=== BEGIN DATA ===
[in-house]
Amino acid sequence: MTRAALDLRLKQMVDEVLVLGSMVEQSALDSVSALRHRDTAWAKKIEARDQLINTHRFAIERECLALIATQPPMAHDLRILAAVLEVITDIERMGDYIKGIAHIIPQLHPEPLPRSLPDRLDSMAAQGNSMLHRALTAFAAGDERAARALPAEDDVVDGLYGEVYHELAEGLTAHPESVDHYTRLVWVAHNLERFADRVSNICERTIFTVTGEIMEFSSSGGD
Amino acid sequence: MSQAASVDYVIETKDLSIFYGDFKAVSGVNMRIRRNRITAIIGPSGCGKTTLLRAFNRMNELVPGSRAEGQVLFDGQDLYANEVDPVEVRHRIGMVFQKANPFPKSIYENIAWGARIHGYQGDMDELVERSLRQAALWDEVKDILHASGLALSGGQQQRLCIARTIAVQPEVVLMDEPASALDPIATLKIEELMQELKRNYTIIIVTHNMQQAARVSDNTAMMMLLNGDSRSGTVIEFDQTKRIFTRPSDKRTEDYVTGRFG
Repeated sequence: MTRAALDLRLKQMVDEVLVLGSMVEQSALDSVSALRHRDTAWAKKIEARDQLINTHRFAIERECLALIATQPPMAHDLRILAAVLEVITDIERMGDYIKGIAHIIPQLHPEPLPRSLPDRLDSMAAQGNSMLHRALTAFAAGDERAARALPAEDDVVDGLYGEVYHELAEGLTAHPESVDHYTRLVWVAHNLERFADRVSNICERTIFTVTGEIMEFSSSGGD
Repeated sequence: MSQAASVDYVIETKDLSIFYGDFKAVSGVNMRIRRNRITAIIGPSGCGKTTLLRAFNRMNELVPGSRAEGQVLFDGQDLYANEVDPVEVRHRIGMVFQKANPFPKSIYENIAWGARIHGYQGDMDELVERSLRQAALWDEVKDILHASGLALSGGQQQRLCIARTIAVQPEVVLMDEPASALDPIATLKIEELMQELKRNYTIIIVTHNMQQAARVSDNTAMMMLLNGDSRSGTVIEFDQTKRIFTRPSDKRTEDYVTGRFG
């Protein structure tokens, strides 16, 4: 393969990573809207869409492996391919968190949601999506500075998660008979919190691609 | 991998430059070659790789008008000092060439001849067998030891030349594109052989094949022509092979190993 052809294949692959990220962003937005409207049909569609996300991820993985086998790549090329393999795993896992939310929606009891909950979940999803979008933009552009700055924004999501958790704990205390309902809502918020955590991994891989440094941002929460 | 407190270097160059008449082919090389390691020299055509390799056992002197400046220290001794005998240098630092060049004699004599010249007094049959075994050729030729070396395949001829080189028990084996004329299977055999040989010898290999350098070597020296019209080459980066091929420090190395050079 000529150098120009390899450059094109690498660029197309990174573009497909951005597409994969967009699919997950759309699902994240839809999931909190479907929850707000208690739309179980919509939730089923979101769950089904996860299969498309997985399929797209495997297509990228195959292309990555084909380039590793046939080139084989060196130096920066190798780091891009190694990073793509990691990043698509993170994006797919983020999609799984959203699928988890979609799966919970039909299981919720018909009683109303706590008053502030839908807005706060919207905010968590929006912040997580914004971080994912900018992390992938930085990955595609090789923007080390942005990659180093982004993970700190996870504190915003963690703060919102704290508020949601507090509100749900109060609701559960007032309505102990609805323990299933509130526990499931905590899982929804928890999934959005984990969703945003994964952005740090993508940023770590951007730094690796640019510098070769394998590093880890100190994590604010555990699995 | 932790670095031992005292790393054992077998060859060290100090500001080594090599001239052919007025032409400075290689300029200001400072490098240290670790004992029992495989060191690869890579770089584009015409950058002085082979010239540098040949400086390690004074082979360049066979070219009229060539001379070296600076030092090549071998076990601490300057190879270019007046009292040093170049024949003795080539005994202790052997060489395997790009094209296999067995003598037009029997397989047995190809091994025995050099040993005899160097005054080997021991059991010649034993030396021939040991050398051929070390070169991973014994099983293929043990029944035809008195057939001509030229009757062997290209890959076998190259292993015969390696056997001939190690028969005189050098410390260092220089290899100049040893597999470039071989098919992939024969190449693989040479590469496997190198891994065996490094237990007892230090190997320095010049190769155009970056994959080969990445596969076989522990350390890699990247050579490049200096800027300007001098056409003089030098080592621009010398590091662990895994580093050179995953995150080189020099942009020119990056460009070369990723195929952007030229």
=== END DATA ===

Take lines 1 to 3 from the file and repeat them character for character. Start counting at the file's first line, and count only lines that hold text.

[in-house]
Amino acid sequence: MTRAALDLRLKQMVDEVLVLGSMVEQSALDSVSALRHRDTAWAKKIEARDQLINTHRFAIERECLALIATQPPMAHDLRILAAVLEVITDIERMGDYIKGIAHIIPQLHPEPLPRSLPDRLDSMAAQGNSMLHRALTAFAAGDERAARALPAEDDVVDGLYGEVYHELAEGLTAHPESVDHYTRLVWVAHNLERFADRVSNICERTIFTVTGEIMEFSSSGGD
Amino acid sequence: MSQAASVDYVIETKDLSIFYGDFKAVSGVNMRIRRNRITAIIGPSGCGKTTLLRAFNRMNELVPGSRAEGQVLFDGQDLYANEVDPVEVRHRIGMVFQKANPFPKSIYENIAWGARIHGYQGDMDELVERSLRQAALWDEVKDILHASGLALSGGQQQRLCIARTIAVQPEVVLMDEPASALDPIATLKIEELMQELKRNYTIIIVTHNMQQAARVSDNTAMMMLLNGDSRSGTVIEFDQTKRIFTRPSDKRTEDYVTGRFG